Total RNA from the leaf samples was extracted using TRIzol reagent (Invitrogen, MA, USA) according to the manufacturer’s instructions. Complementary DNA was synthesized using TopScript™ RT DryMIX (dT18) (Enzynomic, Daejeon, Korea) according to the manufacturer’s instructions. Quantitative reverse transcription polymerase chain reaction analysis was performed using a SYBR Premix Ex Taq™ II Kit (Takara) in conjunction with a Bio-Rad CFX96 Real-Time PCR System (CFX96, Bio-Rad, USA). Actin was used as a reference gene; the primer pairs for which were 5′-TGAAATACCCCATTGAGCATGG-3′ (forward) and 5′-GAATCCAGTACAATACCTGTGGTAG-3′ (reverse). The relative expression of the anthocyanin biosynthetic pathway genes chalcone synthase (CHS), chalcone isomerase (CHI), flavanone 3-hydroxylase (F3H), dihydroflavonol 4-reductase (DFR), and anthocyanidin synthase (ANS) was measured. The primers for real-time PCR were as follows: 5′-ACATGCCTGGTGCAGATTACCA-3′ (forward) and 5′-AAGTGGGAATCGGAAGGTCCAC-3′ (reverse) for CHS; 5′-GGAGGCGGTTCTGGAATCTATC-3′ (forward) and 5′-TCGTCCTTGTTCTTCATCATTAGC-3′ (reverse) for CHI; 5′-TTGCAGGCCAGGCCCATT-3′ (forward) and 5′-TGCAAGATTGGAGGGAGATTGT-3′ (reverse) for F3H; 5′-AGCTTTGATGAAGCCATTSAAGGTTGC-3′ (forward) and 5′-TTCTTCACTGTCTTGGCTTT-3′ (reverse) for DRF; and 5′-TCAGCCGGTTGAAGAGAAGGAG-3′ (forward) and 5′-GAGGGCCAAATGGTCAAATCACGT-3′ (reverse) for ANS. The 10-μl reaction mixture consisted of 5 μl of 2× Premix Ex Taq II, 0.4 μl of the forward primer (10 μM), 0.4 μl of the reverse primer (10 μM), 0.5 μl of complementary DNA template (< 100 ng), and 3.7 μl of ddH2O. The cycle conditions were as follows: initial denaturation at 95°C for 30 s; 40 cycles at 95°C for 5 s and 64°C for 34 s; 1 cycle at 95°C for 15 s (for recording a melting curve); and one cycle at 64°C for 1 min. The relative gene transcript levels were calculated using the 2-ΔΔCT method (Livak and Schmittgen, 2001).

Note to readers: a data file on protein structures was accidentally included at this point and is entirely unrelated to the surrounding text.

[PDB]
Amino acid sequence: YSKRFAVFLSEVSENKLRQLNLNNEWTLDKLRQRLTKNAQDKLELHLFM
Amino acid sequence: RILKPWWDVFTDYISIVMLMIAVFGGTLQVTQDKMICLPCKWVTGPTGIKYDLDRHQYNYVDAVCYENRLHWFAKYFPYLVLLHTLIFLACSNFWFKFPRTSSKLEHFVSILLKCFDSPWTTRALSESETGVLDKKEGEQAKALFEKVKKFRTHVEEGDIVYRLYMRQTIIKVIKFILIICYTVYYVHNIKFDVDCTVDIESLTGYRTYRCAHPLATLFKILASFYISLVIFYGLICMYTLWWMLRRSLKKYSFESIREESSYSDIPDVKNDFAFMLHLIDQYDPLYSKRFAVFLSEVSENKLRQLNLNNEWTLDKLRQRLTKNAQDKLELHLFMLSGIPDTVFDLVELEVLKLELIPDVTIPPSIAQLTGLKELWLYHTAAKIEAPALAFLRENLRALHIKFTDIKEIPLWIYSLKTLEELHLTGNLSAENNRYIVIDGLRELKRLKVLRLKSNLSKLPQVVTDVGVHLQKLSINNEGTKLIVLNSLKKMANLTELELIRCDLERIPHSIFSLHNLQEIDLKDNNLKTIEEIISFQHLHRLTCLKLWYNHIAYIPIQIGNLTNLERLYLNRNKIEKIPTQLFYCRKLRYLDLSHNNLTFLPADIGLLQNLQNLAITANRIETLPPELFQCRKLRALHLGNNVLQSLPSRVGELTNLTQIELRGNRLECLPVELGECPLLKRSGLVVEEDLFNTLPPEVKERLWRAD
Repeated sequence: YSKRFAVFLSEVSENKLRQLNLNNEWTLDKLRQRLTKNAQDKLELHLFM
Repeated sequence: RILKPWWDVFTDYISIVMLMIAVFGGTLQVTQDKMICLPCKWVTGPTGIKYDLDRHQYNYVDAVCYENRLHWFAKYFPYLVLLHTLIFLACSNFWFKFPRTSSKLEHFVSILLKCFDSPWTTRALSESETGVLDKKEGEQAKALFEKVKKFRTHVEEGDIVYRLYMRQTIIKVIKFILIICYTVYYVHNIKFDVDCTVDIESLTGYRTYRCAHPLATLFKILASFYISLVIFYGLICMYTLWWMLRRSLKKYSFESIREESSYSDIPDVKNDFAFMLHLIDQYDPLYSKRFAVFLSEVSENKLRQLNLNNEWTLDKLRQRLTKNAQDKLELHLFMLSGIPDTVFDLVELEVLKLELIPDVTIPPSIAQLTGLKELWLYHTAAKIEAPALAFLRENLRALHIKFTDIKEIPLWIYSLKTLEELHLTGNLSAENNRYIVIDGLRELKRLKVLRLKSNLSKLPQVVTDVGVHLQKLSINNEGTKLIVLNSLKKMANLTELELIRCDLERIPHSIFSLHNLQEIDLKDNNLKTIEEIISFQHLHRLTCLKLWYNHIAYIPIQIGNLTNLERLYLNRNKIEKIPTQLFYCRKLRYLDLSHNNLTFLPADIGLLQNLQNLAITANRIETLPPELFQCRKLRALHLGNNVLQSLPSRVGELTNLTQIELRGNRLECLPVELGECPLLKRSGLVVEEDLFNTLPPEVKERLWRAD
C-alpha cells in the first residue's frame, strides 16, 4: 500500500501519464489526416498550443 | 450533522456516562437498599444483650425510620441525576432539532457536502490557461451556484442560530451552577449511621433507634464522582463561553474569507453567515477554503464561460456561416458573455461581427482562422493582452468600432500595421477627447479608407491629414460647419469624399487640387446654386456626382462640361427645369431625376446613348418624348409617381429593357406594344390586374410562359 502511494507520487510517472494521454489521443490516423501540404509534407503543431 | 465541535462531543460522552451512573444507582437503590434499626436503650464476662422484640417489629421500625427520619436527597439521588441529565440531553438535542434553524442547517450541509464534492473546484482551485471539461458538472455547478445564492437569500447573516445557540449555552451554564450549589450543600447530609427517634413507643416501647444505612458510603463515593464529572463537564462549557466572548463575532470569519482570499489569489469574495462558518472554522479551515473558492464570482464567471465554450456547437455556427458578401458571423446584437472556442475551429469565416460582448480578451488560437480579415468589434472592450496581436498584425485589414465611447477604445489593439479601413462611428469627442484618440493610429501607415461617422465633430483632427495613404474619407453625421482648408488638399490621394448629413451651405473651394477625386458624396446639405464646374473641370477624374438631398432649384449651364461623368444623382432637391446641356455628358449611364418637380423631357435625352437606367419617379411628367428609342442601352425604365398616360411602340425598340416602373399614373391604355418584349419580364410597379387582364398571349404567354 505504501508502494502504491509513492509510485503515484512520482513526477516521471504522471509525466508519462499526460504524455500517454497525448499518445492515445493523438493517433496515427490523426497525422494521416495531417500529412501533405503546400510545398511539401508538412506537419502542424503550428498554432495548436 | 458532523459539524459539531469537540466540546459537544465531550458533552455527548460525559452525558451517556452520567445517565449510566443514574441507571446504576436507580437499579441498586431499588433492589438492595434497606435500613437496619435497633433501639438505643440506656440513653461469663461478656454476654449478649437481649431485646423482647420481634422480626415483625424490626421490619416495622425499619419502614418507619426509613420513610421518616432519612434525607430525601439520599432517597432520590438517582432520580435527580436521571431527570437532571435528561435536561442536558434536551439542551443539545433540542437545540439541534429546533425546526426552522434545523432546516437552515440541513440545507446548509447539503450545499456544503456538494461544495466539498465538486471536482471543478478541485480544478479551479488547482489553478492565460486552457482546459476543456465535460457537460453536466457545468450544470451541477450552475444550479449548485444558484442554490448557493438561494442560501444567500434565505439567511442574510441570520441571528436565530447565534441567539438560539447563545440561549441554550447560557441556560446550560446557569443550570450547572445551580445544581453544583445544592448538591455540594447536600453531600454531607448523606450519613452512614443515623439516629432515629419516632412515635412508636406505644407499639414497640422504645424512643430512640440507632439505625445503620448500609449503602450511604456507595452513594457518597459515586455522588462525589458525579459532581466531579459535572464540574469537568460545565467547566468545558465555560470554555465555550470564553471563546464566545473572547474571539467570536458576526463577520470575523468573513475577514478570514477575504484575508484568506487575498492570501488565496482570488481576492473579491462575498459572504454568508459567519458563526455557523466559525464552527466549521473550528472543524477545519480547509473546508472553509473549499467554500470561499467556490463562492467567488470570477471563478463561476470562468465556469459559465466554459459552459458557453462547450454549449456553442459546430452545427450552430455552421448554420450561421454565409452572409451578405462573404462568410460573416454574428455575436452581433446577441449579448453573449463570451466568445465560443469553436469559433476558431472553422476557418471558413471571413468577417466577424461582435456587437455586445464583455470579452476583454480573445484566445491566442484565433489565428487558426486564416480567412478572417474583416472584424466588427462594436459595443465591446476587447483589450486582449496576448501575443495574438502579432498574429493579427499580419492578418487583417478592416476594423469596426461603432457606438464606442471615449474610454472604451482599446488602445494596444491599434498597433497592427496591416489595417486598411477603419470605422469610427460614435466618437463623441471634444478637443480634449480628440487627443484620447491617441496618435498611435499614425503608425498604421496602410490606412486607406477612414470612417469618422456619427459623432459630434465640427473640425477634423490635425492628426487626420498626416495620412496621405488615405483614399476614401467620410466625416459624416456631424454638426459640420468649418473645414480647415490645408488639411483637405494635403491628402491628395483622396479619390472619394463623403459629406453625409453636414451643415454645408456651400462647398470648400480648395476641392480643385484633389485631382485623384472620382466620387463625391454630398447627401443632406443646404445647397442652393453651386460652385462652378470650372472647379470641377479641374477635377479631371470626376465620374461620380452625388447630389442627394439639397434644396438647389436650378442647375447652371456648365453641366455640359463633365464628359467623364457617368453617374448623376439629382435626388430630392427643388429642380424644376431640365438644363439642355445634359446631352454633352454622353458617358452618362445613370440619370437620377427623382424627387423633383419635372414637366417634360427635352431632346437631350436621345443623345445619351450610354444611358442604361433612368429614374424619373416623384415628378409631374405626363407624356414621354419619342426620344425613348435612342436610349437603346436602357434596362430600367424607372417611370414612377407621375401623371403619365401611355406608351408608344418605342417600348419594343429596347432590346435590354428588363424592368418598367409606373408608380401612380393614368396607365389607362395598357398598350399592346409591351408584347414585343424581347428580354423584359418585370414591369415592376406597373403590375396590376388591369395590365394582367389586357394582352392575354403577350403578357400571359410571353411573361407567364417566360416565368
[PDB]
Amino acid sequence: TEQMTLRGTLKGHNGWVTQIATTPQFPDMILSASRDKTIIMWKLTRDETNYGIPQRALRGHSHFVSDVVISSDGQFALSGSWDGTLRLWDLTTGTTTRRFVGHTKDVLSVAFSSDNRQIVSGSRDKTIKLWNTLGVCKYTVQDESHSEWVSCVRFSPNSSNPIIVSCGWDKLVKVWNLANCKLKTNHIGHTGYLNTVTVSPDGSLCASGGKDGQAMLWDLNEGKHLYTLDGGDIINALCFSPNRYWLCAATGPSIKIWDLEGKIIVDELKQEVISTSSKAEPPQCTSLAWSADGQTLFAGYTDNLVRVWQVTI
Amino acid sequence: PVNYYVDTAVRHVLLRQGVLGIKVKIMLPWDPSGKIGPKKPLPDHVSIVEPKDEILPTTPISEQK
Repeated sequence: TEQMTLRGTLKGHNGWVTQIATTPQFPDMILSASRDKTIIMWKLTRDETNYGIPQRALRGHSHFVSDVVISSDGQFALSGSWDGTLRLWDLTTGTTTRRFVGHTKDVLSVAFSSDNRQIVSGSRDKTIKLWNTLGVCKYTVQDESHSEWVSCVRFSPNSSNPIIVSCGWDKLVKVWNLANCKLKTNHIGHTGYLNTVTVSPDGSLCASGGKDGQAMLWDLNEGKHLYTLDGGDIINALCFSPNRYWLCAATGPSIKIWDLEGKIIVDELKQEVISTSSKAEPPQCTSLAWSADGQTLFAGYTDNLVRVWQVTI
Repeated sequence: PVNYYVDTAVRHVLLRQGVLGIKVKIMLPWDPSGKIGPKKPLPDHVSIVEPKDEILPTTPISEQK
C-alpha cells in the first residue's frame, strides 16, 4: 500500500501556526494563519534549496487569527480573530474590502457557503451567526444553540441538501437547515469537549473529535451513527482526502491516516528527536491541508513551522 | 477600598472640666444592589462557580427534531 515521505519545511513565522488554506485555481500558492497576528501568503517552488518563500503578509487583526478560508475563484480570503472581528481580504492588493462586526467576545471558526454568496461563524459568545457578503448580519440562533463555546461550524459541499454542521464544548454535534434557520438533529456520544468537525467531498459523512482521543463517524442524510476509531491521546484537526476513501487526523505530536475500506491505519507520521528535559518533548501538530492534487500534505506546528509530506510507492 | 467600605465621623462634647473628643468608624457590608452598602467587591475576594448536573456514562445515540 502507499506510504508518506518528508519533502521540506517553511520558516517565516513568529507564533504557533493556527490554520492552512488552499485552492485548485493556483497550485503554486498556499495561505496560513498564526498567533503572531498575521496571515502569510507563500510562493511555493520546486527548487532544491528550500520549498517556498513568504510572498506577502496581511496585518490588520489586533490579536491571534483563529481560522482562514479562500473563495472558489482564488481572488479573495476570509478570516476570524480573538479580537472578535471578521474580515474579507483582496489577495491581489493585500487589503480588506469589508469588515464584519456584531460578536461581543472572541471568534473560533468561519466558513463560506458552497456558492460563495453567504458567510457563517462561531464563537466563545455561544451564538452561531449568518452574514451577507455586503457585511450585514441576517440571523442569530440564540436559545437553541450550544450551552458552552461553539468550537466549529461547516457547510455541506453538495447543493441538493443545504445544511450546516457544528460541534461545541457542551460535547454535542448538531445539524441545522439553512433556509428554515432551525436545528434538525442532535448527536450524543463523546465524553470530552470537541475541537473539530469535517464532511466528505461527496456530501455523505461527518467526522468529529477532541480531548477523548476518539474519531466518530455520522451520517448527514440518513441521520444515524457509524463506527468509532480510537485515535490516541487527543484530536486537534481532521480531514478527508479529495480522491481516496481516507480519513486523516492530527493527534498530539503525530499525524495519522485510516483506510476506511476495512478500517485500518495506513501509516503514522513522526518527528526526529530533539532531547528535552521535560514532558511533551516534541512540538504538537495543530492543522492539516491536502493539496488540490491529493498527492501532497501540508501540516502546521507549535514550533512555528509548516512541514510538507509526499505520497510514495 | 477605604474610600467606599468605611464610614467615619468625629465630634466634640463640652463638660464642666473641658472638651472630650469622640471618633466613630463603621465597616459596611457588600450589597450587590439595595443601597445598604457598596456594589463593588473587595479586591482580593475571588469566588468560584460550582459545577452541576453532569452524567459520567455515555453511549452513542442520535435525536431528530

Fresh leaves (0.1 g) were weighed, placed in a precooled mortar (with a small amount of inert quartz) on ice, and homogenized in 1.5 ml of 60-mM Tris-HCl (pH 7.8) buffer containing 5% (w/v) polyvinylpyrrolidone, 0.1% (w/v) NaCl, and 2% (v/v) glycerol. The grinding fluid was poured into a 2-ml centrifuge tube, which was subsequently centrifuged at 13,000×g for 10 min at 4°C; the total protein was contained within the supernatant. To analyze the Rubisco content, 0.1 ml of the supernatant was added to an equal volume of protein loading buffer, which was then incubated at 100°C for 5 min after it was mixed. The 12.5% sodium dodecyl sulfate polyacrylamide gel electrophoresis (SDS-PAGE) gel was made according to the methods of Zhang et al. (2016). Each 20-μl sample was loaded in the wells of the gel, and the Rubisco protein was separated by SDS-PAGE with a Mini-PROTEAN 3 system (Bio-Rad, USA). The large and small subunits of Rubisco were recognized according to their molecular mass and the included marker stained by Coomassie Brilliant Blue R-250. The Rubisco large subunit (LS) was identified using rabbit antibodies against the Rubisco protein. After being separated on a 12.5% SDS-PAGE gel, the total proteins were blotted onto a polyvinylidene fluoride (PVDF) membrane, and then, the PVDF membrane was stained by Ponceau S for 10 min. The results stained by Ponceau S were recorded with digital camera, and then, the PVDF membrane was washed three times (5 min each) in Tris-buffered saline with Tween 20 (TBST) buffer [8.8 g of NaCl, 20 ml of 1 M Tris-HCl (pH = 8.0), and 0.5 ml of Tween 20 added to 1 l of water]. The PVDF membrane containing the blots was subsequently preincubated in TBST buffer that contained 5% nonfat powdered milk for 1.5 h at room temperature. The preincubated PVDF membrane was washed three times (3 min each) in TBST buffer and then incubated with anti-Rubisco antibody (1:1,000 dilution) (Bioss, Beijing, China) for 1 h at room temperature. The incubated PVDF membrane was washed three times (5 min each) in TBST buffer and then incubated for 50 min with goat anti-rabbit HRP-conjugated secondary antibody (1:3,000 dilution) at room temperature, after which the membrane was washed another three times (5 min each) in TBST buffer. The anti-Rubisco labeling of the blots was visualized via chemiluminescent HRP substrate (Millipore, Billerica, USA) and imaged with a Tanon 5200 system (Tanon, Shanghai, China).